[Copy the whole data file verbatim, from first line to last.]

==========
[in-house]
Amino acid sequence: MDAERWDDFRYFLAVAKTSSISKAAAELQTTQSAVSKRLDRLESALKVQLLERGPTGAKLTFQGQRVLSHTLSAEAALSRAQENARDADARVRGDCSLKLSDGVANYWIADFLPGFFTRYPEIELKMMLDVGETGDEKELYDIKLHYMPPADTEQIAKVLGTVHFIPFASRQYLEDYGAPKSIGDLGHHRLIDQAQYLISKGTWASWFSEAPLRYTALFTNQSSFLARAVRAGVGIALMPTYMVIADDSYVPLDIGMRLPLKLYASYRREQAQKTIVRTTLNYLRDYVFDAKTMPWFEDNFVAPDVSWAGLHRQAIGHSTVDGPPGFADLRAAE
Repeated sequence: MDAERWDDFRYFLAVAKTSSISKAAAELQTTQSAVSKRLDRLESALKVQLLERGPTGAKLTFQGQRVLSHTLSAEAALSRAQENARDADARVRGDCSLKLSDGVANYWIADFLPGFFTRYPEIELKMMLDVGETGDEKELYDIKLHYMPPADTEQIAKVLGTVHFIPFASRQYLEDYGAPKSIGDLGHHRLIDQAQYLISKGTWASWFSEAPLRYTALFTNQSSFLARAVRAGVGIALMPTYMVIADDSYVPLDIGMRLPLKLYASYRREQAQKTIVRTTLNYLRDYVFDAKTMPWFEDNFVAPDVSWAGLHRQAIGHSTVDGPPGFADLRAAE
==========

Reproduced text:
[in-house]
Amino acid sequence: MDAERWDDFRYFLAVAKTSSISKAAAELQTTQSAVSKRLDRLESALKVQLLERGPTGAKLTFQGQRVLSHTLSAEAALSRAQENARDADARVRGDCSLKLSDGVANYWIADFLPGFFTRYPEIELKMMLDVGETGDEKELYDIKLHYMPPADTEQIAKVLGTVHFIPFASRQYLEDYGAPKSIGDLGHHRLIDQAQYLISKGTWASWFSEAPLRYTALFTNQSSFLARAVRAGVGIALMPTYMVIADDSYVPLDIGMRLPLKLYASYRREQAQKTIVRTTLNYLRDYVFDAKTMPWFEDNFVAPDVSWAGLHRQAIGHSTVDGPPGFADLRAAE
Repeated sequence: MDAERWDDFRYFLAVAKTSSISKAAAELQTTQSAVSKRLDRLESALKVQLLERGPTGAKLTFQGQRVLSHTLSAEAALSRAQENARDADARVRGDCSLKLSDGVANYWIADFLPGFFTRYPEIELKMMLDVGETGDEKELYDIKLHYMPPADTEQIAKVLGTVHFIPFASRQYLEDYGAPKSIGDLGHHRLIDQAQYLISKGTWASWFSEAPLRYTALFTNQSSFLARAVRAGVGIALMPTYMVIADDSYVPLDIGMRLPLKLYASYRREQAQKTIVRTTLNYLRDYVFDAKTMPWFEDNFVAPDVSWAGLHRQAIGHSTVDGPPGFADLRAAE